Johnson & Johnson, the U.S. healthcare giant, Thursday denied reports that its baby shampoo products contain cancer-causing chemicals.

The ingredients used in Johnson's Baby products, including preservatives that are designed to release tiny amounts of formaldehyde to protect against harmful bacteria growth, are safe and approved by regulators in every country or region in which they are used, including the U.S., EU, and China, said the company in a statement.

While different formulations of similar products around the world may contain different ingredients, all conform to regulatory requirements, it said.

Earlier, the Campaign for Safe Cosmetics released a report saying Johnson & Johnson sold baby shampoo that contained chemicals harmful to babies in 13 countries while selling such products in at least eight other countries without the harmful chemicals.

Clearly, there is no need for Johnson & Johnson to expose babies to a known carcinogen when the company is already making safer alternatives. All babies deserve safer products, said Lisa Archer, director of the Campaign for Safe Cosmetics at the Breast Cancer Fund.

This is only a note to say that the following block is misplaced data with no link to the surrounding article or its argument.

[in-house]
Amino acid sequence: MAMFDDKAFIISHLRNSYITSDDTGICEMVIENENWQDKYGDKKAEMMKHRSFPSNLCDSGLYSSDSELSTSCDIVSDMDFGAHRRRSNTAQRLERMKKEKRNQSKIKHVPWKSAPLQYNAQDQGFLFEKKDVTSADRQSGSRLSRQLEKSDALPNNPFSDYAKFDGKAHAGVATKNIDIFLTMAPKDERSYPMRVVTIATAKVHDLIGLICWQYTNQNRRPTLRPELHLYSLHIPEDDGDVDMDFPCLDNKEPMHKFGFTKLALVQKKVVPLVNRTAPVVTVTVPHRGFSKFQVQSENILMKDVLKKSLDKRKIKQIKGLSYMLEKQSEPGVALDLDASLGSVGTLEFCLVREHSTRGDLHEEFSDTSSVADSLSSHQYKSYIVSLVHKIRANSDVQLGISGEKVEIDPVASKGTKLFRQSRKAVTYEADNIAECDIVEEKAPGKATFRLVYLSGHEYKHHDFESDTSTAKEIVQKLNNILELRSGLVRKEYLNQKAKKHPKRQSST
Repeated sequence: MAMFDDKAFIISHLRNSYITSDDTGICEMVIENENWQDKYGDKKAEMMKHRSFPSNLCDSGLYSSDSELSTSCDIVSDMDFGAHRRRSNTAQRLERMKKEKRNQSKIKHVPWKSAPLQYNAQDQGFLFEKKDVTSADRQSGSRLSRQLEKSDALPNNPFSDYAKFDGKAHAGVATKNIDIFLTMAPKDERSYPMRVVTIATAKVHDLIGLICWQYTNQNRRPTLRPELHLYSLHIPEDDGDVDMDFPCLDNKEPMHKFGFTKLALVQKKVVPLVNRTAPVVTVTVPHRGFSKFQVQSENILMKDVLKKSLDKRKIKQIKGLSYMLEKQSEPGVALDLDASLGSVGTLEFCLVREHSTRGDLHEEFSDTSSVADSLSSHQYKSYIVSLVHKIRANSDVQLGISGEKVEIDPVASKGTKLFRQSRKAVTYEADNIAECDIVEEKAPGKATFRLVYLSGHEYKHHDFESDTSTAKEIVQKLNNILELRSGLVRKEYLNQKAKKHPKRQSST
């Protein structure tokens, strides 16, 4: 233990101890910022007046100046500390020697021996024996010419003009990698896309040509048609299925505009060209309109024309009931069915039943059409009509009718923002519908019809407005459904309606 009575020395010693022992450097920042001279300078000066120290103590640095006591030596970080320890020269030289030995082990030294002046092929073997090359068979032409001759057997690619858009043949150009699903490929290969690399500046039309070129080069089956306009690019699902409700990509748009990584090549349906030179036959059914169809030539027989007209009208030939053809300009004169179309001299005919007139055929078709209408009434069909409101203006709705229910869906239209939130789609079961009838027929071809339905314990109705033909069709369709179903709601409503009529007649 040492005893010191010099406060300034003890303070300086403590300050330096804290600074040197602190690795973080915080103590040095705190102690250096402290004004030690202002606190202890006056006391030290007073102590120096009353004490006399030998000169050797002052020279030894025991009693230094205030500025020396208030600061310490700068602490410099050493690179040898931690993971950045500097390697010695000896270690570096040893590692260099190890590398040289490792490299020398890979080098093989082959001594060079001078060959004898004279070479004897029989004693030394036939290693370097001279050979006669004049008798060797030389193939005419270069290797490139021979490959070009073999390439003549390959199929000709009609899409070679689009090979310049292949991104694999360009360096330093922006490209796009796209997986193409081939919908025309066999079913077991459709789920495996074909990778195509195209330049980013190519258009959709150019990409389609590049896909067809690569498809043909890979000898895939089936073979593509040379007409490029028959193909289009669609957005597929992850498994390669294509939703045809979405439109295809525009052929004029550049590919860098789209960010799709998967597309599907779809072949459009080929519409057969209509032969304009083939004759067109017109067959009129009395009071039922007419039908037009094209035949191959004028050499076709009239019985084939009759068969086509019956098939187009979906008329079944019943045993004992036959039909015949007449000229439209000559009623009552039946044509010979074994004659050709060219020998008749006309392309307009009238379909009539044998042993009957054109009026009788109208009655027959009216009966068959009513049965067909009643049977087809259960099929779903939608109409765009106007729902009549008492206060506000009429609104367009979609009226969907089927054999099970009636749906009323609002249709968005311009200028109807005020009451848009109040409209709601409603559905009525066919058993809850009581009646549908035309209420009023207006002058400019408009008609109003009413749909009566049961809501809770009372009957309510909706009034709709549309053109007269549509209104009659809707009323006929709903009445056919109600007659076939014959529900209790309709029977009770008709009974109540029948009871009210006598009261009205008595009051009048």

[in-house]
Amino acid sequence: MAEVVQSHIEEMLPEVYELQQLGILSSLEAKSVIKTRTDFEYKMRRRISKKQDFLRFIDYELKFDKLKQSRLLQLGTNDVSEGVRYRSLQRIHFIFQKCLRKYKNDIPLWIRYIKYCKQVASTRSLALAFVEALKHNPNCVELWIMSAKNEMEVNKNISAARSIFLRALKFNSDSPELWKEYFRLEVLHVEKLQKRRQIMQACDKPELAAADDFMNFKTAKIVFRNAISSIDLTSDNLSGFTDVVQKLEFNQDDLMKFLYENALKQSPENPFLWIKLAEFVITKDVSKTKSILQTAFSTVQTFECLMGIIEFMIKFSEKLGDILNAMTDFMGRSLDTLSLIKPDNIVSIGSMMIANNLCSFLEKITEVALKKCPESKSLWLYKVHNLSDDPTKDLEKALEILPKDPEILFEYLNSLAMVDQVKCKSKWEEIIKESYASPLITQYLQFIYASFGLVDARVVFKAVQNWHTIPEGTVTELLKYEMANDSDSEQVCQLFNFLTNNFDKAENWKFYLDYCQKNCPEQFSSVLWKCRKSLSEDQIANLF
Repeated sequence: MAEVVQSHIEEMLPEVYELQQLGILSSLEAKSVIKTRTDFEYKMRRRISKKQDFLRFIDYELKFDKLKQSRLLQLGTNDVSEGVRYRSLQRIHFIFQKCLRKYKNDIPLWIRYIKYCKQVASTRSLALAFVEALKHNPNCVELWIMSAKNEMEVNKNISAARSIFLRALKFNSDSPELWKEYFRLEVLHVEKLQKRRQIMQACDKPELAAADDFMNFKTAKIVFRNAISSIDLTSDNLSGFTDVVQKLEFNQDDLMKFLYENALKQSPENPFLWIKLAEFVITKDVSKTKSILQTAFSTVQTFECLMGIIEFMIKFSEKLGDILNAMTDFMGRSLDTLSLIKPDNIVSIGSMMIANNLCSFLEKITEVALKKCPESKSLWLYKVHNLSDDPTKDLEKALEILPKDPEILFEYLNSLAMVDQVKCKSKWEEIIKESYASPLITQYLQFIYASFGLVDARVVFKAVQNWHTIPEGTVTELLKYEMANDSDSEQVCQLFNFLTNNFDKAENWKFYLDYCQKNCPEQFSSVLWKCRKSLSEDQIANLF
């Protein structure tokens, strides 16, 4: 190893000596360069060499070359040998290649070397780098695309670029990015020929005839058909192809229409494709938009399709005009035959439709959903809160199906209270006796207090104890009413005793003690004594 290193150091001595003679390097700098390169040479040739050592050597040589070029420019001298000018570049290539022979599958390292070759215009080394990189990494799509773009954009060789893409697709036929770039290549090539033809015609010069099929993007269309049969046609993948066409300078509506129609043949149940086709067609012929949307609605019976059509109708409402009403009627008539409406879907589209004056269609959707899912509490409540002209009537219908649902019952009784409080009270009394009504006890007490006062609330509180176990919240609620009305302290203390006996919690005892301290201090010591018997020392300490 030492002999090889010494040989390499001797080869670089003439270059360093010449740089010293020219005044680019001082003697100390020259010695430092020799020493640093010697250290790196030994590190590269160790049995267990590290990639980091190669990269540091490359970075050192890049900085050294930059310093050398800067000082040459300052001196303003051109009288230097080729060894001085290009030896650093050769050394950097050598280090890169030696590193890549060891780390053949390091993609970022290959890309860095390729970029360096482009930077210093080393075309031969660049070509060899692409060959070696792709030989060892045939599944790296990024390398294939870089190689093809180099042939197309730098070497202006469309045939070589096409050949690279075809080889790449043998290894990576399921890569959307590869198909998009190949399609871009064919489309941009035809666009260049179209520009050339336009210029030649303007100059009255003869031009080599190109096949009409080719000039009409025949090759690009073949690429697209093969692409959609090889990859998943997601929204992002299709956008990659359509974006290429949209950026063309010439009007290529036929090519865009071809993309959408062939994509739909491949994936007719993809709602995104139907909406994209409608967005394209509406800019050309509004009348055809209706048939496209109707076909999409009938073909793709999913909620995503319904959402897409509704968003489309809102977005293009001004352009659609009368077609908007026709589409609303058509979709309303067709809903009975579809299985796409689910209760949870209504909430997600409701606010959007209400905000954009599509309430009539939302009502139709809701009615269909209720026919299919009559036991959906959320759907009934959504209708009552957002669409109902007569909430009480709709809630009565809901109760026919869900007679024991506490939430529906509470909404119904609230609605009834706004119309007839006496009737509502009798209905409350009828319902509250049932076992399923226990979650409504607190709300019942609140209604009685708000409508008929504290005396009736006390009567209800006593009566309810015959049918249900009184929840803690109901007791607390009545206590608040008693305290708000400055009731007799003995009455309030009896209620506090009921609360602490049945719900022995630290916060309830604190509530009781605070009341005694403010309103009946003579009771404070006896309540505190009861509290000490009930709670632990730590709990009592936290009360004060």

One of the chemicals, quaternium-15, is a preservative that kills bacteria by releasing formaldehyde, which was declared a human carcinogen by the World Health Organization in 2005. The other chemical, 1,4-dioxane, which is a byproduct of a process for making chemicals more soluble and gentler on the skin, is suspected of causing damage to the central nervous system, liver and kidneys.

We know that some consumers are concerned about formaldehyde, which is why we offer many products without formaldehyde-releasing preservatives, and are phasing out these types of preservatives in our baby products worldwide, said the company.

Between July and October of 2011, the Campaign for Safe Cosmetics purchased and reviewed labels of Johnson's Baby Shampoo sold in 13 countries to see if the products contained quaternium-15, and found that the shampoo sold in the United States, Australia, Canada, China and Indonesia contained quaternium-15 while the shampoo sold in Denmark, Finland, Japan, the Netherlands, Norway, South Africa, Sweden and the UK contained non-formaldehyde preservatives.